Vanguard is reporting that 97.5% of its participants made no changes in response to the August volatility. Participants holding a single target-date fund (TDF) traded even less frequently—99.6% of pureTDF investors did not react to the August market volatility by trading, which means only 0.4% of these participants made a portfolio change in August.
Year-to-date, the net movement of money among traders has been generally toward fixed income investments. Nonetheless, even at the height of the August market volatility, there were significant gross flows toward equities.
Vanguard noted that late July and early August were characterized by three distinct events: the debt ceiling debate, the downgrade of U.S. Treasury securities, and a rising number of weaker-than-expected economic indicators. Stock prices were highly volatile during the first two weeks of August. Historically, 1% of stock market trading days are associated with a change in stock prices of greater than +/–3%. During the first two weeks of August, 5 of 10 trading days were characterized by this level of volatility.On a year-to-date basis, 9% of participants have traded and only 2% of pure TDF holders have traded. Trading activity thus far in 2011 appears to be on par with 2009 and 2010, and down from 2008, when 16% of participants traded. As in prior years, most participants did not react to market events.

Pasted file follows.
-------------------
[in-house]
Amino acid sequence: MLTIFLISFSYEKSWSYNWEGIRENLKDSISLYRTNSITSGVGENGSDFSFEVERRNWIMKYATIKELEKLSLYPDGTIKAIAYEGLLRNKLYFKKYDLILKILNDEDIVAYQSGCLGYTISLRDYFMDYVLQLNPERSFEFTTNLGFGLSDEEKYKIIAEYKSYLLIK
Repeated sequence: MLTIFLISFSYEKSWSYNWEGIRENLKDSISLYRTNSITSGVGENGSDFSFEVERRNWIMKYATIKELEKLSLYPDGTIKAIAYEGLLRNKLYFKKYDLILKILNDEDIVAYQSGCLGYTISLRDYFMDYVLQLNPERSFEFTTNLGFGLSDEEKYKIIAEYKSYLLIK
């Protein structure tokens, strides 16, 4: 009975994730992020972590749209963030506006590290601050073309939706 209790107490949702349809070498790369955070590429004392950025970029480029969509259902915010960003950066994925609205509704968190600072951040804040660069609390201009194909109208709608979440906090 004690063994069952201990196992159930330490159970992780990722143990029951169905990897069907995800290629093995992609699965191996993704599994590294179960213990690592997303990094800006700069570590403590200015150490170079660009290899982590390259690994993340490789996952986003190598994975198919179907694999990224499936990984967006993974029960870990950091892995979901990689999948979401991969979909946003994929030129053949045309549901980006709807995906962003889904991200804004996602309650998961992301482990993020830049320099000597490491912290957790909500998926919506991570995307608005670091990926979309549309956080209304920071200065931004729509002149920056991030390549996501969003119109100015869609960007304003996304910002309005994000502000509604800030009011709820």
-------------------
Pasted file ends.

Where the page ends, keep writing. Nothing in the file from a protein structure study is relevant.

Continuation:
Vanguard Account Balances
Although stock prices at the end of August were 3% lower than at the start of the year, year to date the median account balance for continuous plan participants rose 6%, according to a Vanguard Research Note. Three-quarters of continuous participants had a higher account balance in August 2011 than in 2010. Account balances have risen as a result of ongoing contributions and the balanced diversification of participant portfolios (most participants do not hold all-equity portfolios). Those most affected by the downturn were more likely to have large equity allocations.
One group of particular interest is pre-retirees—participants age 55–64. Year to date, the median account balance for continuous participants in this age range rose 4%. Three-quarters of these participants saw their account balances exceed or remain at year-end 2010 values.
At the other extreme, 3% of continuous participants age 55–64 saw their account balances decline by more than 30% during the first eight months of 2011. These results are not particularly different from those for participants at other ages.
In terms of pure investment results, excluding contributions or withdrawals, the median participant total return for the eight months ended August 2011 was –1.3% and the average total return was –1.0%.Vanguard analyzed 3.1 million unique participants holding 3.4 million accounts in more than 2,000 plans.